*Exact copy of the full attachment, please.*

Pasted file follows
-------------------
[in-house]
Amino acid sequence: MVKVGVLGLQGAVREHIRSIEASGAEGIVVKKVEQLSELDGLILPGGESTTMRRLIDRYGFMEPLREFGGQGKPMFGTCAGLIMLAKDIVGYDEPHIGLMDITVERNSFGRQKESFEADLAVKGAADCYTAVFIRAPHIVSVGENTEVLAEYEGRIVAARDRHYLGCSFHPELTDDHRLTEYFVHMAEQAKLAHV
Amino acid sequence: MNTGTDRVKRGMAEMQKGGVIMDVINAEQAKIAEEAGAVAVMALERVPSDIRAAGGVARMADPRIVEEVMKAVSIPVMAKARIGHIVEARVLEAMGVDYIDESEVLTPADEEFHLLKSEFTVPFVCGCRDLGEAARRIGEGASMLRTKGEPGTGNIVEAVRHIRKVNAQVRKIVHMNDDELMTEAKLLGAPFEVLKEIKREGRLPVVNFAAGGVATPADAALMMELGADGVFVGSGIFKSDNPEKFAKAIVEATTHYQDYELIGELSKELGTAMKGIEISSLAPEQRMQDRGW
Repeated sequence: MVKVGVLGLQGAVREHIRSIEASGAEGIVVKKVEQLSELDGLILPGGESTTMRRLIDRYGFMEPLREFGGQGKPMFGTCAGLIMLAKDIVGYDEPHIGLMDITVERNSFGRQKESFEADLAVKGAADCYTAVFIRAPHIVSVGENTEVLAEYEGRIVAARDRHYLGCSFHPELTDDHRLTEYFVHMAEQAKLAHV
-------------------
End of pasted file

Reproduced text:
[in-house]
Amino acid sequence: MVKVGVLGLQGAVREHIRSIEASGAEGIVVKKVEQLSELDGLILPGGESTTMRRLIDRYGFMEPLREFGGQGKPMFGTCAGLIMLAKDIVGYDEPHIGLMDITVERNSFGRQKESFEADLAVKGAADCYTAVFIRAPHIVSVGENTEVLAEYEGRIVAARDRHYLGCSFHPELTDDHRLTEYFVHMAEQAKLAHV
Amino acid sequence: MNTGTDRVKRGMAEMQKGGVIMDVINAEQAKIAEEAGAVAVMALERVPSDIRAAGGVARMADPRIVEEVMKAVSIPVMAKARIGHIVEARVLEAMGVDYIDESEVLTPADEEFHLLKSEFTVPFVCGCRDLGEAARRIGEGASMLRTKGEPGTGNIVEAVRHIRKVNAQVRKIVHMNDDELMTEAKLLGAPFEVLKEIKREGRLPVVNFAAGGVATPADAALMMELGADGVFVGSGIFKSDNPEKFAKAIVEATTHYQDYELIGELSKELGTAMKGIEISSLAPEQRMQDRGW
Repeated sequence: MVKVGVLGLQGAVREHIRSIEASGAEGIVVKKVEQLSELDGLILPGGESTTMRRLIDRYGFMEPLREFGGQGKPMFGTCAGLIMLAKDIVGYDEPHIGLMDITVERNSFGRQKESFEADLAVKGAADCYTAVFIRAPHIVSVGENTEVLAEYEGRIVAARDRHYLGCSFHPELTDDHRLTEYFVHMAEQAKLAHV